The program selects the maximum recording duration of the IQ for all digital standards that need be analyzed (let’s name it “L”).
The program checks the ability to record required length of IQ based on the available memory of the instrument. The required memory size for IQ recording must be equal to M = Fd * L.
If the IQ memory size of the instrument is less than the “M” value, then new value is calculated as “L1” = Mavailable / Fd where “L1” is maximum recording time of IQ for selected instrument.
If “L1” value is less then minimum required recording time of IQ of any digital standards, demodulation of these standards is not performed (error message “insufficient size of the IQ memory” will be displayed).
For example, we have chosen the spectrum analyzer Rohde & Schwarz FSU. Digital standards TETRA, APCO25, DMR, GSM, Bluetooth, DECT are selected for analysis.
The minimum required sample rate for the simultaneous analysis of all selected standard is Fd = 2000 kHz (determined by DECT standard). The instrument is able to support this sample rate. The required recording time of the IQ is 1 second (L = 1 second defined by GSM standard). Required IQ memory size is M = 2000000 IQ words.
Rohde & Schwarz FSU spectrum analyzer has only memory size of 523,776 IQ words. This memory is enough to record IQ with length L1 = 523776/2000000 = 0.26 seconds with a 2000 kHz sample rate.
For the analysis of TETRA standard, IQ record length of 1,076 seconds is required. TETRA analysis test will not be performed, the error message “insufficient size of the IQ memory” will be displayed.
For the analysis of APCO25 standard, IQ record length of 0,8 seconds is required. APCO25 analysis test will not be performed, the error message “insufficient size of the IQ memory” will be displayed.
For the analysis of DMR standard, IQ record length of 0,8 seconds is required. DMR analysis test will not be performed, the error message “insufficient size of the IQ memory” will be displayed.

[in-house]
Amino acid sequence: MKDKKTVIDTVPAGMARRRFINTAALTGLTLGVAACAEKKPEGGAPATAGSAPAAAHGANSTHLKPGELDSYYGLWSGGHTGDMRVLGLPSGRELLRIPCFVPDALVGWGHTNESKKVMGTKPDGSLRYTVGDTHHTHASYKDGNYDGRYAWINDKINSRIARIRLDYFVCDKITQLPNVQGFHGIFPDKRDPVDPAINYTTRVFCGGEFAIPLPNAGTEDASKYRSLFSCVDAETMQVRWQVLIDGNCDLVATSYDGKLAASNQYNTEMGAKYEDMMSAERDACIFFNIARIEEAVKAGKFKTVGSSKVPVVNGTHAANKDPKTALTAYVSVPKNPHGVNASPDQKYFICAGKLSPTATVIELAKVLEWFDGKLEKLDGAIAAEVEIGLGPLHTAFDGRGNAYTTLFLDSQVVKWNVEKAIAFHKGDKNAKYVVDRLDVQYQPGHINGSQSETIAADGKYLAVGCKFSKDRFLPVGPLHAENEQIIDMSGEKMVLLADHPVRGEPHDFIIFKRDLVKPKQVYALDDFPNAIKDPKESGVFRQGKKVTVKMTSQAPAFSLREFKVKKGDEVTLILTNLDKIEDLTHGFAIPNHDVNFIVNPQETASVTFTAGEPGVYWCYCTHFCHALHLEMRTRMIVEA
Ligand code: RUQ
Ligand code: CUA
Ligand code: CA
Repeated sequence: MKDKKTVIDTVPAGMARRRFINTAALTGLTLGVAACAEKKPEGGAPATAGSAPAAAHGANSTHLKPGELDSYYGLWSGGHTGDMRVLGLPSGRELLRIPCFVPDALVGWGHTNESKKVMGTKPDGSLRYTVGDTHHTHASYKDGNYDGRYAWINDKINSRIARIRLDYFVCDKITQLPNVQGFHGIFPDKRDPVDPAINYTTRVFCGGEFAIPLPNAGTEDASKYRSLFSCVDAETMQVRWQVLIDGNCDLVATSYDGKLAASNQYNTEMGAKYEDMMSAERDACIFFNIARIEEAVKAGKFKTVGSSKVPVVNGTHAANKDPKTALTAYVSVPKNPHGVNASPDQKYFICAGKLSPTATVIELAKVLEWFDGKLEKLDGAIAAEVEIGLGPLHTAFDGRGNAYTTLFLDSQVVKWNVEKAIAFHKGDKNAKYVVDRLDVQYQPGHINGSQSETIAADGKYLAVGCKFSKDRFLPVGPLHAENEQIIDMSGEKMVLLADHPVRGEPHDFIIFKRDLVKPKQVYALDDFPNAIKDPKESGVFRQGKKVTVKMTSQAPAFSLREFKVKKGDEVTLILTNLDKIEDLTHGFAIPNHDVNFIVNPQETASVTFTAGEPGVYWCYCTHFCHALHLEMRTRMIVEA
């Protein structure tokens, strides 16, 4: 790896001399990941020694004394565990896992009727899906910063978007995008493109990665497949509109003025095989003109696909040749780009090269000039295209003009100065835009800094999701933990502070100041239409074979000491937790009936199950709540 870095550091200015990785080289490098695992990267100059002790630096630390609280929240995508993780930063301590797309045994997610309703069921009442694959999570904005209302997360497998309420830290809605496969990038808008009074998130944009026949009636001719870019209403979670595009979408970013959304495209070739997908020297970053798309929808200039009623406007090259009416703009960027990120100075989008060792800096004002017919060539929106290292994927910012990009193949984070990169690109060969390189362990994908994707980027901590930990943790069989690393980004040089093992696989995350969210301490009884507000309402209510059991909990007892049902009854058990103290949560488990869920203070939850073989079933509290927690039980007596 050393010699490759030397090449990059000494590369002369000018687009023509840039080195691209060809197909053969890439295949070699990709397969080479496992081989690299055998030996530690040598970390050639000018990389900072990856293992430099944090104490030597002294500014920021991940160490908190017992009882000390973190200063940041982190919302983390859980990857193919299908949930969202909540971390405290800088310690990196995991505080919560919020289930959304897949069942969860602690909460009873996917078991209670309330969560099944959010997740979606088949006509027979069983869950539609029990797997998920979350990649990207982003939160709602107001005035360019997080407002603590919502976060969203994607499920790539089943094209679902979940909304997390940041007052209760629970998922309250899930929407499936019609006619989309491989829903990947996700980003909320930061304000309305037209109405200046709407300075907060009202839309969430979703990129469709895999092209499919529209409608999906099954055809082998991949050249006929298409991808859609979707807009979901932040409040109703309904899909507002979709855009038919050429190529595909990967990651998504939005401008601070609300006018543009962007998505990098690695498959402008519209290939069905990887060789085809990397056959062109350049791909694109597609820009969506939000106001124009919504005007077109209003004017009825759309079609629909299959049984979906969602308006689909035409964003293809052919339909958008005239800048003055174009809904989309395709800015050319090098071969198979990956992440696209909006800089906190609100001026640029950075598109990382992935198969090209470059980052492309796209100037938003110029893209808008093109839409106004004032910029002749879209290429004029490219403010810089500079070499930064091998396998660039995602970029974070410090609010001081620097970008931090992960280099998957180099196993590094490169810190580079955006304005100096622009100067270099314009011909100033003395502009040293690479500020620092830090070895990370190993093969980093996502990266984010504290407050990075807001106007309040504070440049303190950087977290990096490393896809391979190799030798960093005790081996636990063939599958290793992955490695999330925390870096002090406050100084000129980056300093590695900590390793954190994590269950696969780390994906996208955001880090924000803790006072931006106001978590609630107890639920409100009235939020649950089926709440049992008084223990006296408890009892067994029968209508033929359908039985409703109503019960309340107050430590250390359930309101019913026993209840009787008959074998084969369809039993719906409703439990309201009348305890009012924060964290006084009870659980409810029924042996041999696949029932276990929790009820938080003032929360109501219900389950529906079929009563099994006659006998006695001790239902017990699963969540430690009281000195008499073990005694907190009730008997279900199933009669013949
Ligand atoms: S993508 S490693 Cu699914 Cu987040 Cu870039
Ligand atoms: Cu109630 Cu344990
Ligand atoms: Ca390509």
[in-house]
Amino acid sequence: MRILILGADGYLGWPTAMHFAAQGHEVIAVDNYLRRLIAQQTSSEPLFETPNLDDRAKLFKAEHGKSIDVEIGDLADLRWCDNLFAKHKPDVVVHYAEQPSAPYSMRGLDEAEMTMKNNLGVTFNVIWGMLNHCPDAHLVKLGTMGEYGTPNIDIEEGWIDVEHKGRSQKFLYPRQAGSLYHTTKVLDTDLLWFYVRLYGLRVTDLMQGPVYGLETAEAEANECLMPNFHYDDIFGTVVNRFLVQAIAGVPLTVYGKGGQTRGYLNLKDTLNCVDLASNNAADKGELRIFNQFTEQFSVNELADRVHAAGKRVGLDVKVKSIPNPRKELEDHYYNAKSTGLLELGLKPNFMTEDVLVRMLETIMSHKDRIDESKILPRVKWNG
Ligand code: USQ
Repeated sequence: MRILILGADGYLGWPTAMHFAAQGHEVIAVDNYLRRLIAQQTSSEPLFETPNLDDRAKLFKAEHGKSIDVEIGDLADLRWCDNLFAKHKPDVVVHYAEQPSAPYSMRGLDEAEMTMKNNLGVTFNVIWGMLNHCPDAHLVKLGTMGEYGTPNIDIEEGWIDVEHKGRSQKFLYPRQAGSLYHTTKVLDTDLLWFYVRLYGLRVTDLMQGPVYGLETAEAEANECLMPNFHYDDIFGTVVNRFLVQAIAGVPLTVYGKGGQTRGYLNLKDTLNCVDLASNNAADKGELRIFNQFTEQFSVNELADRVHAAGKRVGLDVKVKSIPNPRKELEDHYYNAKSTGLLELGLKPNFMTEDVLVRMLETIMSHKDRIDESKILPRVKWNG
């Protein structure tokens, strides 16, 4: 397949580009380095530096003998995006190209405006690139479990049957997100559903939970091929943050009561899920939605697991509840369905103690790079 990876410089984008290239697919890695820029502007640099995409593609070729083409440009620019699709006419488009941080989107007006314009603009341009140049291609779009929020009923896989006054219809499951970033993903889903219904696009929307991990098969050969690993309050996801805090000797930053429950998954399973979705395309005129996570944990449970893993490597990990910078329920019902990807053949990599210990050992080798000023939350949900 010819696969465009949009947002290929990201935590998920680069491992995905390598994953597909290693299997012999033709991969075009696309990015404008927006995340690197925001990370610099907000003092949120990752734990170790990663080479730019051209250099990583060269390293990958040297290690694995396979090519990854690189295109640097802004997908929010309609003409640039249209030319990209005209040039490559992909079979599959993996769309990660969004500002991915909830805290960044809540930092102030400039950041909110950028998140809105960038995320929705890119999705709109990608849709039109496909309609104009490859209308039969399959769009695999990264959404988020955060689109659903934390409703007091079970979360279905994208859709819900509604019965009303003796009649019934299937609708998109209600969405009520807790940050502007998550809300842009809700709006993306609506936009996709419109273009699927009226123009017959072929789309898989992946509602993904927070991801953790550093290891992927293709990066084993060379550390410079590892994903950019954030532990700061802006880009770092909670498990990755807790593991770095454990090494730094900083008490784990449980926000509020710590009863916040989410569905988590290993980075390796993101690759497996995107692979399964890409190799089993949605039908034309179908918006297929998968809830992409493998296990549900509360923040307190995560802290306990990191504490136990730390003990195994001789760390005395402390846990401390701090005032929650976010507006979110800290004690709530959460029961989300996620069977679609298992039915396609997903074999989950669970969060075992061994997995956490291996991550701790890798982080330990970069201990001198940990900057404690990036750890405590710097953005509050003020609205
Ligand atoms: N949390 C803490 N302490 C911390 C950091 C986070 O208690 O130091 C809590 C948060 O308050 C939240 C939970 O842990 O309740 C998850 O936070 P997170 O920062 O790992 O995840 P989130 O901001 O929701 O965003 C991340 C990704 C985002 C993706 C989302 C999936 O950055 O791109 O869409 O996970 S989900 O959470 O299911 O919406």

For the analysis of DECT standard, IQ record length of 0,2 seconds is required. DECT analysis test will be performed.
For the analysis of Analogue TV standard, IQ record length of 0,1 seconds is required. Analogue TV analysis test will be performed.
For the analysis of GSM standard, IQ record length of 0,98 seconds is required. GSM analysis test will not be performed, the error message ” insufficient size of the IQ memory ” will be displayed.
To determine which standards can be tested at the same time for the selected instrument is possible to achieve by empirical methods.
AM and FM analogue signal demodulation
AM and FM analogue signals demodulation is possible for instruments that send a real-time flow of IQ data (currently available only from software defined radios or spectrum analyzers). Demodulation is possible over any frequency range provided by the instrument– from the maximum down to 200 Hz. For AM signals phase-locked loop techniques may be possible.
Demodulation of DECT signals provides detection of base station addresses (RFPI addresses) and connected handsets which are in active mode (talk mode). For each base station and active handsets, signal level is determined in order search for them using amplitude direction finding techniques. Determining the list of legal addresses of a DECT base station allows the operator to discover any new DECT voice data channels present in a controlled premise, which might be used as radio microphones. RadioInspector does not perform voice demodulation as DECT uses data encryption.
Figure 1. Signal analysis (DECT standard)